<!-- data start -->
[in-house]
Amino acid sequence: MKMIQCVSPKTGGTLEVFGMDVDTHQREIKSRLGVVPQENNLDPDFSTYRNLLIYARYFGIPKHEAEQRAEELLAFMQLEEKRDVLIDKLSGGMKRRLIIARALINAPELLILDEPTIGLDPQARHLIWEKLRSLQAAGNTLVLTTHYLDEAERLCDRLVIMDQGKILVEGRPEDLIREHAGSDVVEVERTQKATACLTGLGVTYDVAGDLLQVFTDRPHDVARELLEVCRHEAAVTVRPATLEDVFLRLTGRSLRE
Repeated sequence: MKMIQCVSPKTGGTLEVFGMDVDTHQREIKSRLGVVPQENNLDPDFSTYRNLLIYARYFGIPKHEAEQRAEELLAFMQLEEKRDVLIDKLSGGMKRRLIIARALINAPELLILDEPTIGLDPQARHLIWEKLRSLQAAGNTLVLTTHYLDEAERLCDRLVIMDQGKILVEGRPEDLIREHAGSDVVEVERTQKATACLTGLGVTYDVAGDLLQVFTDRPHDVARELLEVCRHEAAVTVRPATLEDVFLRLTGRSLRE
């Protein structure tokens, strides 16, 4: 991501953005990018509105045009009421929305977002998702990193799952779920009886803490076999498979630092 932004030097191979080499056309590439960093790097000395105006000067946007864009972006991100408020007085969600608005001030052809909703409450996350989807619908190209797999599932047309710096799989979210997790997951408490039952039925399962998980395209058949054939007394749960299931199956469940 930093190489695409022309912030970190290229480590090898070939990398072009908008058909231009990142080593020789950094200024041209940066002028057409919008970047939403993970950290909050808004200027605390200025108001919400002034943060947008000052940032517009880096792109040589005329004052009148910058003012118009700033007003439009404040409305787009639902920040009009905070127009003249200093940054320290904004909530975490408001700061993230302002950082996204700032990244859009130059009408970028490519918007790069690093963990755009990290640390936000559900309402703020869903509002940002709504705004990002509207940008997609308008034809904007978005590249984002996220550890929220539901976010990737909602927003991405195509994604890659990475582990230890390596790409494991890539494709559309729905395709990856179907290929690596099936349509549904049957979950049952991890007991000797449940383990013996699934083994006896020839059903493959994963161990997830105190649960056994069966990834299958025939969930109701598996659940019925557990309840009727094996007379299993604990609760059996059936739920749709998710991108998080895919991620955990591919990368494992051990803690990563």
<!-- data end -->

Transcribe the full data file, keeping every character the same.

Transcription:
[in-house]
Amino acid sequence: MKMIQCVSPKTGGTLEVFGMDVDTHQREIKSRLGVVPQENNLDPDFSTYRNLLIYARYFGIPKHEAEQRAEELLAFMQLEEKRDVLIDKLSGGMKRRLIIARALINAPELLILDEPTIGLDPQARHLIWEKLRSLQAAGNTLVLTTHYLDEAERLCDRLVIMDQGKILVEGRPEDLIREHAGSDVVEVERTQKATACLTGLGVTYDVAGDLLQVFTDRPHDVARELLEVCRHEAAVTVRPATLEDVFLRLTGRSLRE
Repeated sequence: MKMIQCVSPKTGGTLEVFGMDVDTHQREIKSRLGVVPQENNLDPDFSTYRNLLIYARYFGIPKHEAEQRAEELLAFMQLEEKRDVLIDKLSGGMKRRLIIARALINAPELLILDEPTIGLDPQARHLIWEKLRSLQAAGNTLVLTTHYLDEAERLCDRLVIMDQGKILVEGRPEDLIREHAGSDVVEVERTQKATACLTGLGVTYDVAGDLLQVFTDRPHDVARELLEVCRHEAAVTVRPATLEDVFLRLTGRSLRE
């Protein structure tokens, strides 16, 4: 991501953005990018509105045009009421929305977002998702990193799952779920009886803490076999498979630092 932004030097191979080499056309590439960093790097000395105006000067946007864009972006991100408020007085969600608005001030052809909703409450996350989807619908190209797999599932047309710096799989979210997790997951408490039952039925399962998980395209058949054939007394749960299931199956469940 930093190489695409022309912030970190290229480590090898070939990398072009908008058909231009990142080593020789950094200024041209940066002028057409919008970047939403993970950290909050808004200027605390200025108001919400002034943060947008000052940032517009880096792109040589005329004052009148910058003012118009700033007003439009404040409305787009639902920040009009905070127009003249200093940054320290904004909530975490408001700061993230302002950082996204700032990244859009130059009408970028490519918007790069690093963990755009990290640390936000559900309402703020869903509002940002709504705004990002509207940008997609308008034809904007978005590249984002996220550890929220539901976010990737909602927003991405195509994604890659990475582990230890390596790409494991890539494709559309729905395709990856179907290929690596099936349509549904049957979950049952991890007991000797449940383990013996699934083994006896020839059903493959994963161990997830105190649960056994069966990834299958025939969930109701598996659940019925557990309840009727094996007379299993604990609760059996059936739920749709998710991108998080895919991620955990591919990368494992051990803690990563």